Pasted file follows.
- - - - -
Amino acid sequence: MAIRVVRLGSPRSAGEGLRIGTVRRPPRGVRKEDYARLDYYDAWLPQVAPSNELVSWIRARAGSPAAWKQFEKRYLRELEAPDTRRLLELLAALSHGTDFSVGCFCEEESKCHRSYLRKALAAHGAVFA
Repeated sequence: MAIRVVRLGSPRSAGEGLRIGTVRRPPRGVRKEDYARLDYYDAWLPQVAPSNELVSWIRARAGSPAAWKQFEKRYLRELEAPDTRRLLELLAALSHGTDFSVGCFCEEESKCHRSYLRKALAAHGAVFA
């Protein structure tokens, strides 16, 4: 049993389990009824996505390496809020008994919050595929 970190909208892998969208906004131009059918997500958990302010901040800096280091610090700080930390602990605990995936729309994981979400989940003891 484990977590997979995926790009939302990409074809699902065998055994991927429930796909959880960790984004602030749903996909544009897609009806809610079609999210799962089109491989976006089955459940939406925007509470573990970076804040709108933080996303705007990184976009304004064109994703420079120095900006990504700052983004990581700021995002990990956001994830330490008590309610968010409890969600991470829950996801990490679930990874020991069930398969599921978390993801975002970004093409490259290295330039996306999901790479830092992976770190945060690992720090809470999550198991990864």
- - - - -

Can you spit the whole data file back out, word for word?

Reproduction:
Amino acid sequence: MAIRVVRLGSPRSAGEGLRIGTVRRPPRGVRKEDYARLDYYDAWLPQVAPSNELVSWIRARAGSPAAWKQFEKRYLRELEAPDTRRLLELLAALSHGTDFSVGCFCEEESKCHRSYLRKALAAHGAVFA
Repeated sequence: MAIRVVRLGSPRSAGEGLRIGTVRRPPRGVRKEDYARLDYYDAWLPQVAPSNELVSWIRARAGSPAAWKQFEKRYLRELEAPDTRRLLELLAALSHGTDFSVGCFCEEESKCHRSYLRKALAAHGAVFA
């Protein structure tokens, strides 16, 4: 049993389990009824996505390496809020008994919050595929 970190909208892998969208906004131009059918997500958990302010901040800096280091610090700080930390602990605990995936729309994981979400989940003891 484990977590997979995926790009939302990409074809699902065998055994991927429930796909959880960790984004602030749903996909544009897609009806809610079609999210799962089109491989976006089955459940939406925007509470573990970076804040709108933080996303705007990184976009304004064109994703420079120095900006990504700052983004990581700021995002990990956001994830330490008590309610968010409890969600991470829950996801990490679930990874020991069930398969599921978390993801975002970004093409490259290295330039996306999901790479830092992976770190945060690992720090809470999550198991990864």